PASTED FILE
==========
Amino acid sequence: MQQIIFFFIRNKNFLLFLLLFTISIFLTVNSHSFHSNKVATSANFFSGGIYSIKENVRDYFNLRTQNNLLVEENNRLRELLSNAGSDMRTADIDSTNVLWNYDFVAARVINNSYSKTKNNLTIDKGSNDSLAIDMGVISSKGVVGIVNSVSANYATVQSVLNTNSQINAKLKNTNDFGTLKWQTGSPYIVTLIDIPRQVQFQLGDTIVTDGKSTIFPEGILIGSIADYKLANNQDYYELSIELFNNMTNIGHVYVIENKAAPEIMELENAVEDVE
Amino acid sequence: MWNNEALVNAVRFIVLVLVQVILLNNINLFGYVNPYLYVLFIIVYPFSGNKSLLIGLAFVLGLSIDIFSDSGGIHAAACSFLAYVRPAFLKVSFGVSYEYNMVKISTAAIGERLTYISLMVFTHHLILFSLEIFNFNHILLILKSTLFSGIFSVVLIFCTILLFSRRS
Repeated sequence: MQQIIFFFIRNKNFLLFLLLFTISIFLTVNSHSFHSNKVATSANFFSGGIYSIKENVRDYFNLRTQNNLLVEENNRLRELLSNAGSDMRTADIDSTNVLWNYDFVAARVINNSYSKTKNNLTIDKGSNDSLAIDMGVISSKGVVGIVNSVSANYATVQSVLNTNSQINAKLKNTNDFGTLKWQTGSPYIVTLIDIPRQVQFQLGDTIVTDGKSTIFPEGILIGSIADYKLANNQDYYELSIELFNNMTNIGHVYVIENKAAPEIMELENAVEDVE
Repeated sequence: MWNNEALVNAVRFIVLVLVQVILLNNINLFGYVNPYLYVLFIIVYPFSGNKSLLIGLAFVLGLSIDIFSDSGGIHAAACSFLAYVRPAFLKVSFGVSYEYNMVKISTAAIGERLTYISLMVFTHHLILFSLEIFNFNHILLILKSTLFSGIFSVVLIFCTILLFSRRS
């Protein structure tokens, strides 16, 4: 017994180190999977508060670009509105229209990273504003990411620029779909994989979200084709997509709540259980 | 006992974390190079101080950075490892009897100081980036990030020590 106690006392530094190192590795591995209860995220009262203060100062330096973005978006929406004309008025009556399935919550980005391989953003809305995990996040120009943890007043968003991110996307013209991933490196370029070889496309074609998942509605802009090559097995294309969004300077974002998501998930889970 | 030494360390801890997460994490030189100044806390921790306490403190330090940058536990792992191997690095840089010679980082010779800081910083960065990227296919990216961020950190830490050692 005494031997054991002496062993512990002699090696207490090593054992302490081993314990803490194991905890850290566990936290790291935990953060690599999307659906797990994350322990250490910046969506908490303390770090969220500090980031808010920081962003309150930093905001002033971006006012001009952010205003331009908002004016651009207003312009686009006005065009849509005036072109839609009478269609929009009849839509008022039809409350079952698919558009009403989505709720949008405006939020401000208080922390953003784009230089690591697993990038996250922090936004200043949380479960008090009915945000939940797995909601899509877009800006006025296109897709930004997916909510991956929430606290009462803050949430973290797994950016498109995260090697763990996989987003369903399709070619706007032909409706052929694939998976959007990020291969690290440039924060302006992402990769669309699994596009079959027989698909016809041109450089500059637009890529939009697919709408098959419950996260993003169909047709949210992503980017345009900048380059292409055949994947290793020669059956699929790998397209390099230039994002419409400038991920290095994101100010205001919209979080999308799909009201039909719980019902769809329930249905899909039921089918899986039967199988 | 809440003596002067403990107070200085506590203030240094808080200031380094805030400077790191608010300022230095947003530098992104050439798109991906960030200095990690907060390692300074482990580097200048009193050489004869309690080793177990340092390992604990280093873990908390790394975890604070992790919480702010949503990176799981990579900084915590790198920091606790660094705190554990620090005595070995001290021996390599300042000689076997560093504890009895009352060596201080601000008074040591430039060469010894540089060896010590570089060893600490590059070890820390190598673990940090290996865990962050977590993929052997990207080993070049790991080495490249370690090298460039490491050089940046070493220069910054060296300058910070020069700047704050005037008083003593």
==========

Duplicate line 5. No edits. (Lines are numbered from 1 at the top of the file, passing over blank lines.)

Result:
């Protein structure tokens, strides 16, 4: 017994180190999977508060670009509105229209990273504003990411620029779909994989979200084709997509709540259980 | 006992974390190079101080950075490892009897100081980036990030020590 106690006392530094190192590795591995209860995220009262203060100062330096973005978006929406004309008025009556399935919550980005391989953003809305995990996040120009943890007043968003991110996307013209991933490196370029070889496309074609998942509605802009090559097995294309969004300077974002998501998930889970 | 030494360390801890997460994490030189100044806390921790306490403190330090940058536990792992191997690095840089010679980082010779800081910083960065990227296919990216961020950190830490050692 005494031997054991002496062993512990002699090696207490090593054992302490081993314990803490194991905890850290566990936290790291935990953060690599999307659906797990994350322990250490910046969506908490303390770090969220500090980031808010920081962003309150930093905001002033971006006012001009952010205003331009908002004016651009207003312009686009006005065009849509005036072109839609009478269609929009009849839509008022039809409350079952698919558009009403989505709720949008405006939020401000208080922390953003784009230089690591697993990038996250922090936004200043949380479960008090009915945000939940797995909601899509877009800006006025296109897709930004997916909510991956929430606290009462803050949430973290797994950016498109995260090697763990996989987003369903399709070619706007032909409706052929694939998976959007990020291969690290440039924060302006992402990769669309699994596009079959027989698909016809041109450089500059637009890529939009697919709408098959419950996260993003169909047709949210992503980017345009900048380059292409055949994947290793020669059956699929790998397209390099230039994002419409400038991920290095994101100010205001919209979080999308799909009201039909719980019902769809329930249905899909039921089918899986039967199988 | 809440003596002067403990107070200085506590203030240094808080200031380094805030400077790191608010300022230095947003530098992104050439798109991906960030200095990690907060390692300074482990580097200048009193050489004869309690080793177990340092390992604990280093873990908390790394975890604070992790919480702010949503990176799981990579900084915590790198920091606790660094705190554990620090005595070995001290021996390599300042000689076997560093504890009895009352060596201080601000008074040591430039060469010894540089060896010590570089060893600490590059070890820390190598673990940090290996865990962050977590993929052997990207080993070049790991080495490249370690090298460039490491050089940046070493220069910054060296300058910070020069700047704050005037008083003593």